Dave Meigs

David Meigs is a novelist with a background in youth outreach, specializing in ministry to at-risk youth and their families. Though his writing is enjoyed by all ages, his novels provide a unique, life-changing quality, critical for the youth of today. David and his family lives in Seabeck, Washington.

The Key to Life-Giving Fiction

December has finally arrived, and it is almost time to put 2010 to bed so we can make way for a brand-new year. I don’t know about you, but each year seems to keep getting shorter than the year before. I guess that is just one of the joys of getting longer in the tooth. Soon it will be Christmas—a special time in the lives of all believers. But for my family, this Christmas carries an extra blessing. It will be our first Christmas in our new house.

It was only a few days before Christmas two years ago that our autistic son, Johnny (now eighteen), burned down our house. He had been playing with matches—something I am sure he will never do again. Nowadays he will not tolerate a flame of any kind—not even a candle. Before the house fire, he didn’t understand the danger of fire. Unfortunately for Johnny, he has to learn about danger the hard way, and he has the broken bones and scars to prove it, not to mention the badly worn nerves of his mom and dad. Taking care of Johnny is a full-time job.

As you can imagine, all we have been through over these past couple of years has caused us to take a deeper stock of our lives. Many things that seemed so important in my life before the fire suddenly became small and insignificant. “Things” quickly began to pale in importance, and the people in my life regained their proper center-focus in my heart and choices. We may have lost everything we owned, but my whole family and even our pets made it out with their lives. I have never felt more thankful to God in all my life. Praise God!

Strangely though, our ordeal did not leave us shaken. Instead of depression, our whole family grew in excitement at seeing the miraculous provision of the Lord. I’m not saying that things did not seem dark—because they did—only that this situation was too big for us to handle on our own. God had to provide. And we knew He would provide, just as He always had in the past. And He did get us through it, again and again. In fact, we still have a ways to go.

Our tragedy has also driven me to take a fresh look at my career and ministry as a writer. It takes hard work to sharpen storytelling skills. It does not matter how wonderful a story might be, if it is not well written, it will never make it onto the bookstore shelves. By all means, I support learning all you can about the craft. But beyond the writing skills within an inspirational novelist’s toolbox is an intangible spiritual quality—an anointing from God.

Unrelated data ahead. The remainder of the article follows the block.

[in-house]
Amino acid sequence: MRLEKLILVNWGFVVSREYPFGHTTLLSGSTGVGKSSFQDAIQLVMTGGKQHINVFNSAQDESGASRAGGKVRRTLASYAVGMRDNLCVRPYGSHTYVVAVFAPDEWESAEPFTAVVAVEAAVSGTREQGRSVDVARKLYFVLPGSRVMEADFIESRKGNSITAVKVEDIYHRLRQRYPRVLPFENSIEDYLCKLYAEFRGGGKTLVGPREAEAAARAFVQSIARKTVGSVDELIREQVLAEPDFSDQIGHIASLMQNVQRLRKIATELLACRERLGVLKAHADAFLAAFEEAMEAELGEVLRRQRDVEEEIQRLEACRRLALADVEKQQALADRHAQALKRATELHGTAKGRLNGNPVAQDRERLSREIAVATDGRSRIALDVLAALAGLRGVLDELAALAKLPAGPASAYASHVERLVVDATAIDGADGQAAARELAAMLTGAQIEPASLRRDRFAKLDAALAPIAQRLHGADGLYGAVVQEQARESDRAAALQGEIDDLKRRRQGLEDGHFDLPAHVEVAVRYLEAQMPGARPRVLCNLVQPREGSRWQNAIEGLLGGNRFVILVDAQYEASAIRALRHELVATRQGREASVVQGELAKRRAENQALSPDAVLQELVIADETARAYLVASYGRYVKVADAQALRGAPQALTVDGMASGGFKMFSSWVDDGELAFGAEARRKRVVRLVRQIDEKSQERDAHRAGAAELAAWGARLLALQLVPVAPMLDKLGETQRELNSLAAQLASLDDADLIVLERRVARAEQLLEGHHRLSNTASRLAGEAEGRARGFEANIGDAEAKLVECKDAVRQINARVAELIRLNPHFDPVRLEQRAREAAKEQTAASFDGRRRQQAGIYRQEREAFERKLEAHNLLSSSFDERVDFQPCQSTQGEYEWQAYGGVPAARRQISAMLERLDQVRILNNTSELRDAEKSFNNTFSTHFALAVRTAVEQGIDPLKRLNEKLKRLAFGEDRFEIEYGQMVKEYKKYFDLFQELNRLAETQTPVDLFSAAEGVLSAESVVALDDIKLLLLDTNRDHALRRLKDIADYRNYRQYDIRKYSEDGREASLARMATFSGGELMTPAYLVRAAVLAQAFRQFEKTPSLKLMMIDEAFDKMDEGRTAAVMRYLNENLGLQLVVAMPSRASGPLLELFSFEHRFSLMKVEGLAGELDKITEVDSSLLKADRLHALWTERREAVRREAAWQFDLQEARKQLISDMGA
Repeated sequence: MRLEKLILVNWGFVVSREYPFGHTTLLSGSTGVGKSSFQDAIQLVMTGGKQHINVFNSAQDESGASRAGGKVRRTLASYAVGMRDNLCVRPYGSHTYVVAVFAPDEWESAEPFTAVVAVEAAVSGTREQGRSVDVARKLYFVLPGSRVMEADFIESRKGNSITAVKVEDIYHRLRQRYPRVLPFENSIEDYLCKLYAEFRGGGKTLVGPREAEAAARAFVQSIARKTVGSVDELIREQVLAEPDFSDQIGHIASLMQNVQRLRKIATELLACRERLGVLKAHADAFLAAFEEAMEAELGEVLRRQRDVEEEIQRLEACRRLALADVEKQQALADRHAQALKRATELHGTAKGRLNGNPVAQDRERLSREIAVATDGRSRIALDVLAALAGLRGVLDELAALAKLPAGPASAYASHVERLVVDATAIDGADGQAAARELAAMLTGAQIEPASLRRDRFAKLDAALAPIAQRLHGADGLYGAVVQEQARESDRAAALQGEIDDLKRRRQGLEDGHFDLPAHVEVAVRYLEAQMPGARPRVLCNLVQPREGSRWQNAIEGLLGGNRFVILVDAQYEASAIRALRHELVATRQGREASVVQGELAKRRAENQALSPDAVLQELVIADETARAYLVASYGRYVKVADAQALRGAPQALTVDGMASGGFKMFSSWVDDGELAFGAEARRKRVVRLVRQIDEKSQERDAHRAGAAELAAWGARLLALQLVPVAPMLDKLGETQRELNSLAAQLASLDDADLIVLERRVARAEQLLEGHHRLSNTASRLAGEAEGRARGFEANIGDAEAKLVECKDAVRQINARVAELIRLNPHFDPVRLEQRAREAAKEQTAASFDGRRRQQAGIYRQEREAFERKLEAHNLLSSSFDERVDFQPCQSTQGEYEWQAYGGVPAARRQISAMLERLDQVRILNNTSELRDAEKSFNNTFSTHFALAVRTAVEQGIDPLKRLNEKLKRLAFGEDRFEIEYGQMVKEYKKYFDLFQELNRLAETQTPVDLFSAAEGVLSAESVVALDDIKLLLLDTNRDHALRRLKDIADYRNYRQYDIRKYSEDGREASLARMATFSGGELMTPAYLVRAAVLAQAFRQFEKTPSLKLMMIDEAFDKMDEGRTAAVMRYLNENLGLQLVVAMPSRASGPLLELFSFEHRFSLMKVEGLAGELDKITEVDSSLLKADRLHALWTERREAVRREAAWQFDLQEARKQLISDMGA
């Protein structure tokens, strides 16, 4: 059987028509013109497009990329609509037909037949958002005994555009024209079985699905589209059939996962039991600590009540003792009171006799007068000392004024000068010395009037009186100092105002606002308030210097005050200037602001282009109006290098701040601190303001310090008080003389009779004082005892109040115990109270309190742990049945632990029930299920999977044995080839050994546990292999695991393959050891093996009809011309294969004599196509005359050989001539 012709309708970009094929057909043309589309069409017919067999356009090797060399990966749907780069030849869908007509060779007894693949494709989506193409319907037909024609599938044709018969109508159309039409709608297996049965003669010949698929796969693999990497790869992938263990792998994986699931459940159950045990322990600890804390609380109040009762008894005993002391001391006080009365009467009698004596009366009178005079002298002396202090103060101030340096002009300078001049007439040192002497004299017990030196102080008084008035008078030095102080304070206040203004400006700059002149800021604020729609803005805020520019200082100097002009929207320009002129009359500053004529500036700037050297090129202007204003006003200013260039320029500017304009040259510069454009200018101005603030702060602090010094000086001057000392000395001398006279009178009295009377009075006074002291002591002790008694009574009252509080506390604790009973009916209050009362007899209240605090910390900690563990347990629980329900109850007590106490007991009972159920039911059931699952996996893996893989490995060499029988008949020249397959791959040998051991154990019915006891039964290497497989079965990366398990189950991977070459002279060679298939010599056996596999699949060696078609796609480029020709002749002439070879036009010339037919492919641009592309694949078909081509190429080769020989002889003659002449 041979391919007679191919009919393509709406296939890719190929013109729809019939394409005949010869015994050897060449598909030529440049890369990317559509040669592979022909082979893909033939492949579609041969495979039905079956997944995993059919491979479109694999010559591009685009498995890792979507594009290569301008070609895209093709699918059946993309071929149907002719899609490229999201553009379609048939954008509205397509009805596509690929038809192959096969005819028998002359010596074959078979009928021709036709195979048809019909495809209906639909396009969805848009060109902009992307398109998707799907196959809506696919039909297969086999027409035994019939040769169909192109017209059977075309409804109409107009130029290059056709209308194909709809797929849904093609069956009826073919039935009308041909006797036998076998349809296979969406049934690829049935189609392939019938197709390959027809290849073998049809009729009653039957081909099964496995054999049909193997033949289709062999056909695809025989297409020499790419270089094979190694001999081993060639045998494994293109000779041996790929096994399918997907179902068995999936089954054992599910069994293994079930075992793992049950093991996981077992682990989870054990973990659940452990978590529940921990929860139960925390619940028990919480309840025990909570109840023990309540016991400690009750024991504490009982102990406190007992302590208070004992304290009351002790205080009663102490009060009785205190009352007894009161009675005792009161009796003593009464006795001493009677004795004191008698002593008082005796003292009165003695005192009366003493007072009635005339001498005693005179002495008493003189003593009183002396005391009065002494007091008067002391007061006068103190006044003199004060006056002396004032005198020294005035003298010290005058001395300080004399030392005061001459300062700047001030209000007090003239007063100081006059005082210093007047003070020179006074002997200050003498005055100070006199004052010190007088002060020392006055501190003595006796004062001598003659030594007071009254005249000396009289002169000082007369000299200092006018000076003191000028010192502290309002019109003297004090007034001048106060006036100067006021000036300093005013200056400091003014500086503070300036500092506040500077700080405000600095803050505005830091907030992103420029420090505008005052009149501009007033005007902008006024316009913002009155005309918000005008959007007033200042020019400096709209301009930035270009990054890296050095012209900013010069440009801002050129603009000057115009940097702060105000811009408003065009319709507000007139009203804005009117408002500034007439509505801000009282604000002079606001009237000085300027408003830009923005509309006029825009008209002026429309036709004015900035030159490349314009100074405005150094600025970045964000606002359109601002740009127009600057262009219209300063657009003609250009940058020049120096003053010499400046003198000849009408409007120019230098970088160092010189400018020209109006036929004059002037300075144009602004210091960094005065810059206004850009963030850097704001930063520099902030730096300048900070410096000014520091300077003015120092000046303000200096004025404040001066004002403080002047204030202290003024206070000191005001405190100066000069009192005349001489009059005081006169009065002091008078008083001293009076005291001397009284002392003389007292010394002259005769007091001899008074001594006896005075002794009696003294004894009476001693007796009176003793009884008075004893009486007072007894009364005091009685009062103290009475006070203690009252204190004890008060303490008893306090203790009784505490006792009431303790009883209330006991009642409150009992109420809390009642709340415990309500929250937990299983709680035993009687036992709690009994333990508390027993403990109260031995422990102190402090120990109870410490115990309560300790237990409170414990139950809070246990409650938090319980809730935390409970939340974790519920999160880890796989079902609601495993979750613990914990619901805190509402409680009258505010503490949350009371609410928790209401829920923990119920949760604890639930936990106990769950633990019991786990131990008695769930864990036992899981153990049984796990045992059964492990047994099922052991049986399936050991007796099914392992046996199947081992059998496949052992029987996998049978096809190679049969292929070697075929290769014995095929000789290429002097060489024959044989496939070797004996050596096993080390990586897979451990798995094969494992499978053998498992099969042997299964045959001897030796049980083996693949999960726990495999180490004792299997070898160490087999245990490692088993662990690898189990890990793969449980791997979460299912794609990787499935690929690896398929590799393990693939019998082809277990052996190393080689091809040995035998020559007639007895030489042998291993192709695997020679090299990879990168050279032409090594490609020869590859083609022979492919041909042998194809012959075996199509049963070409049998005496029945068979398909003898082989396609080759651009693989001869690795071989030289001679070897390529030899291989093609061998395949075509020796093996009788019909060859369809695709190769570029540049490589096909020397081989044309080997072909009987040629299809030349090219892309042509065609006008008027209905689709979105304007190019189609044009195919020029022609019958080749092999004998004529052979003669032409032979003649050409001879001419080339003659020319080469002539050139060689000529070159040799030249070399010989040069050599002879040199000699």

Never have I felt a greater need to pack the power of God into what I write as I do now. After all, it’s all about changing the lives of our readers. A lot of advice is out there on how to sharpen your craft as a writer, but precious little on how to increase the anointing on our lives. Fortunately for us, attaining this special God anointing does not require us to first achieve some kind of special super-spiritual status. There is hope for even total heathens like me. It can be summed up in this one truth:

Only Jesus gives life.

Go ahead. Make a list of the top five or ten inspirational authors of all time. Impressive, isn’t it? Great writers all, and without doubt some really great people too, but not one of them can give life. Only Jesus gives life. Don’t believe me? Let’s see what Jesus has to say on the subject. “I am the vine; you are the branches. If a man remains in me and I in him, he will bear much fruit; apart from me you can do nothing” (John 15:5 NIV).

It comes down to maintaining our relationship with Jesus. On our own, we are capable of writing highly entertaining, and morally compelling fiction. However, only Jesus can breathe life into where none existed before. For that life-giving quality to exist, it requires that our lives are in continual fellowship with Jesus. As we do what Jesus requires of us—abiding in Him—only then can we bear eternal fruit, the kind that produces life.

I am sure that growing in your personal walk with God is your highest desire in life. But isn’t it sad how the often frenzied demands of our daily strain to make ends meet can leave us empty and dry inside? It’s like life has a gravity all its own that drags us ever downward. We need to feed on God’s manna from heaven today, more than ever before. We need a continual diet of God’s Word, prayer, worship, and even fellowship with other believers.

See you all next year.

May 2011 become the best year of your life. And above all, may it be a year of discovering even more of Jesus, the Giver of life, in all you write and do for Him.

Merry Christmas to all of you!